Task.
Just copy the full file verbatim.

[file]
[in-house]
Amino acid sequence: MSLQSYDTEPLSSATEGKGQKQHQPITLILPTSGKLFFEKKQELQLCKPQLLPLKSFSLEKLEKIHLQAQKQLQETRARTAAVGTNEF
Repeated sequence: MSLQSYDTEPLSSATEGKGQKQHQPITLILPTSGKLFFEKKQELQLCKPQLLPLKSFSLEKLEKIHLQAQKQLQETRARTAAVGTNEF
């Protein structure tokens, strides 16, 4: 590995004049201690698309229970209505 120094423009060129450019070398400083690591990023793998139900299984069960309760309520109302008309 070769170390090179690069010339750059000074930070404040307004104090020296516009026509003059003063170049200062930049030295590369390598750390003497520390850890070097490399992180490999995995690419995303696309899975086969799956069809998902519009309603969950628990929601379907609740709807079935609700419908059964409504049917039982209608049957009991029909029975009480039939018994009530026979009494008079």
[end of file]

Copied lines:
[in-house]
Amino acid sequence: MSLQSYDTEPLSSATEGKGQKQHQPITLILPTSGKLFFEKKQELQLCKPQLLPLKSFSLEKLEKIHLQAQKQLQETRARTAAVGTNEF
Repeated sequence: MSLQSYDTEPLSSATEGKGQKQHQPITLILPTSGKLFFEKKQELQLCKPQLLPLKSFSLEKLEKIHLQAQKQLQETRARTAAVGTNEF
């Protein structure tokens, strides 16, 4: 590995004049201690698309229970209505 120094423009060129450019070398400083690591990023793998139900299984069960309760309520109302008309 070769170390090179690069010339750059000074930070404040307004104090020296516009026509003059003063170049200062930049030295590369390598750390003497520390850890070097490399992180490999995995690419995303696309899975086969799956069809998902519009309603969950628990929601379907609740709807079935609700419908059964409504049917039982209608049957009991029909029975009480039939018994009530026979009494008079």